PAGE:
Tag Archives: healthcare

An Example of Poor Leadership

Congressional poll numbers are at an all-time low precisely because of the Tea Party and the like of Ted Cruz.  The people are against congress because they can’t get anything done – Cruz and his obstructionist antics embody that paralysis. “My way or the highway” is no way to represent the “interests of your constituents,” and neither is blackmail or extortion.  Yes, Cruz is beholden to the people who elected him, but once he hit the Senate, he also has to do what is good for the country as a whole, and what he is doing is harmful.  Not only will federal jobs and entitlements in his own state be affected by a government shut down, but those of other states will be impacted as well.

This is why it’s so important to elect genuine leaders who care about real issues, and who will actually place an emphasis on solving the nation’s problems – not attention-seeking, arrogant jerks who will selfishly create MORE problems only after 9 months in office.

How the hell did something like providing healthcare to poor people become the biggest threat to American civilization anyways?  If opponents would only read the facts, they’d find that Obamacare isn’t as horrific as the media makes it seem, and they’d find out that all would ultimately benefit from such policy.

Inhale, exhale. </rant>

UPDATE (10/1):


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On Healthcare.

I knew delegates play an important role in the electoral process, but I didn’t realize how significant that role really was until I decided to get involved. It’s been really fun to be engaged and to have candidates reach out to me and want to talk about MY opinions. But being a delegate has coerced me to take a stance on issues that I honestly have a tough time deciding how I really feel about them. Issues that I normally just ignore reading about in the paper because they just aren’t something I’m that passionate about. Issues that I think are difficult to really choose a side on because I could see things either way.

One of them is healthcare. Personally, I have been lucky to have grown up with health insurance all my life. My dad is retired military, so we had Tricare until my mom started working at the University of Utah Hospital, and now we have Regence Blue Cross Blue Shield. If my mom ever heard me cough just once, she would freak out and immediately send me to the doctor. It was always nice not having to worry so much about how much a doctor’s visit would cost. But there were other times where I would get really sick and doctors would run multiple tests to figure out what was wrong. I would see the billing statements in the mail, and it would cost hundreds of dollars for one doctor’s visit – but since we had a good insurance plan, my parents wouldn’t have to pay very much at all.

That’s my experience with health insurance. But I’ve been relatively healthy all my life. I’ve never had surgery, let alone stitches. I’ve never had an IV or been taken to the ER or ICU. But not everyone is as lucky as me. Not everyone was born without a pre-existing condition beyond their control. And not everyone can afford to pay the rapidly increasing premiums and deductibles that the insurance companies demand. That’s why I think healthcare reform is important. Maybe the ACA isn’t perfect, but I think it’s a good start.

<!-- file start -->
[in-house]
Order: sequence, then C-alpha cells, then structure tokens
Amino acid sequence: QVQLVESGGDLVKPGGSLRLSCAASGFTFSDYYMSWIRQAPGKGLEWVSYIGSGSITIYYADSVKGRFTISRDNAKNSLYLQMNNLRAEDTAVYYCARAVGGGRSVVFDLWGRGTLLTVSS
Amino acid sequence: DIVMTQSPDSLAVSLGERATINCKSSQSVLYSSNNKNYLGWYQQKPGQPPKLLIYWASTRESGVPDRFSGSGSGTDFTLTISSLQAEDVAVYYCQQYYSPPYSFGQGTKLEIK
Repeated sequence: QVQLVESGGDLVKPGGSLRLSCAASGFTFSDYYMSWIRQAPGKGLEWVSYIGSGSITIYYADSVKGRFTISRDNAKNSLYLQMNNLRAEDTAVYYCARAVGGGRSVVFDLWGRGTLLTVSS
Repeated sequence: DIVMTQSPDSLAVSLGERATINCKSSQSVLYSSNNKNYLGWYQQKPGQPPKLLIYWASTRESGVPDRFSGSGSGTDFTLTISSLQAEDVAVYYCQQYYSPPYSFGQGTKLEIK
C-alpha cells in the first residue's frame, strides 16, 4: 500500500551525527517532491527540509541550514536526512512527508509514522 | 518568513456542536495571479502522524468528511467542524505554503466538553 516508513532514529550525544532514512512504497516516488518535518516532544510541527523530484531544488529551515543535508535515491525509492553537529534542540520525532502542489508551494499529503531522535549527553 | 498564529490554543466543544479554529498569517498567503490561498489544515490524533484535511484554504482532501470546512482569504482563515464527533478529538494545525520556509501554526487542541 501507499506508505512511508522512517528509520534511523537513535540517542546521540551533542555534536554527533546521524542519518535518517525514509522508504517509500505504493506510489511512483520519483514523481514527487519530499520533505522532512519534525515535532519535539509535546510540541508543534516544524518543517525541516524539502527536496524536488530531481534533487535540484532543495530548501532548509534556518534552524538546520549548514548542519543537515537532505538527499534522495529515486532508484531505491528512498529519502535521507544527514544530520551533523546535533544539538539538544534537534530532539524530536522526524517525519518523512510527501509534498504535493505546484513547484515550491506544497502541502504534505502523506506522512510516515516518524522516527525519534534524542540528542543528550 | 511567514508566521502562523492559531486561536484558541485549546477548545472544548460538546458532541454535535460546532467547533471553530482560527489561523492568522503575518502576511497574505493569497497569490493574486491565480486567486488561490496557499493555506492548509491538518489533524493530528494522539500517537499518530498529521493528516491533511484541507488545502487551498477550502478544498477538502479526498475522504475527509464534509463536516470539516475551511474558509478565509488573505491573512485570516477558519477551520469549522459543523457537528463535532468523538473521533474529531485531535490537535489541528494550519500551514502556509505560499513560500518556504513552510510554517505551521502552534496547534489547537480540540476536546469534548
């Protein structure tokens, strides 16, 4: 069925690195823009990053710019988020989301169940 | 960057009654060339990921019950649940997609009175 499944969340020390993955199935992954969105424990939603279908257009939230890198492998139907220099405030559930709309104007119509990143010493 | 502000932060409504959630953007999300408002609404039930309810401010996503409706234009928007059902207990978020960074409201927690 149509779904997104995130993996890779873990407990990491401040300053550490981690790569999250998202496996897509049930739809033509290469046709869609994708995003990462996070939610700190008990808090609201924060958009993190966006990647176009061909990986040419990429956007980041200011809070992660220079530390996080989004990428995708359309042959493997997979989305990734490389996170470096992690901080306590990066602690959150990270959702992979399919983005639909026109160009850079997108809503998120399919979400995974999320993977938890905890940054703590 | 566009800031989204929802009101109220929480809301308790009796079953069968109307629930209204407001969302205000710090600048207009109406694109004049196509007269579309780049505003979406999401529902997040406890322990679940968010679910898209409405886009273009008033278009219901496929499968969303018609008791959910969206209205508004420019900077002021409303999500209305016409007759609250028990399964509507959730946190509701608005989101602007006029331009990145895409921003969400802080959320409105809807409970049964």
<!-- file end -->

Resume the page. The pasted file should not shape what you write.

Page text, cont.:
The New Yorker has a good article today highlighting some of the discussion taking place in the U.S.  Supreme Court review of the ACA’s constitutionality. Here’s a snippet of my favorite part:

The real justification for the A.C.A. is the same one that Congress has used  for virtually all economic regulation since the New Deal: the Commerce Clause of  Article I, Section 8 of the Constitution, giving Congress the power

To regulate Commerce with foreign Nations, and among the several  States, and with the Indian tribes.

Medicare, Medicaid, not to mention the minimum wage—all have been passed,  without constitutional controversy, under the authority of the Commerce Clause.  To me (and most others, I am willing to bet), the A.C.A. is fairly  straightforward and uncontroversial application of this longstanding power. To  rule the A.C.A. outside the power of Congress would be a dramatic change in the  powers of the federal government.

Read more http://www.newyorker.com/online/blogs/comment/2012/03/health-care-supreme-court.html#ixzz1qL5ZwpGO

I can see the burden that businesses are trying to avoid. It is already costly to run a company, and imposing additional costs of healthcare for each employee may be especially cumbersome. I also think it’s tough to have to deal with the HHS mandate in which businesses are ‘forced’ to include contraceptives, abortions and whatnot in their insurance coverage. I feel bad for people who have to deal with this, because I am pro-life. I personally try to be understanding of people’s situations when they choose to make that decision, but if I were a business owner and I had to actually subsidize the health insurance costs of procedures that include abortions, I’d be pretty upset.

So in other words, my views on this are pretty mixed up. I think it’s important that everyone who wants health insurance should be able to have access to it. I especially think it’s important to get health insurance when you’re young even if you have perfect health because emergencies and accidents do happen. And I was happy that something was finally being done about it now because this is something that the government has tried to tackle for several decades. And I hope the Supreme Court sees it the way I do. It’s a start, and it’s changing so many people’s lives for the better, and I think it’s something worth being happy for.

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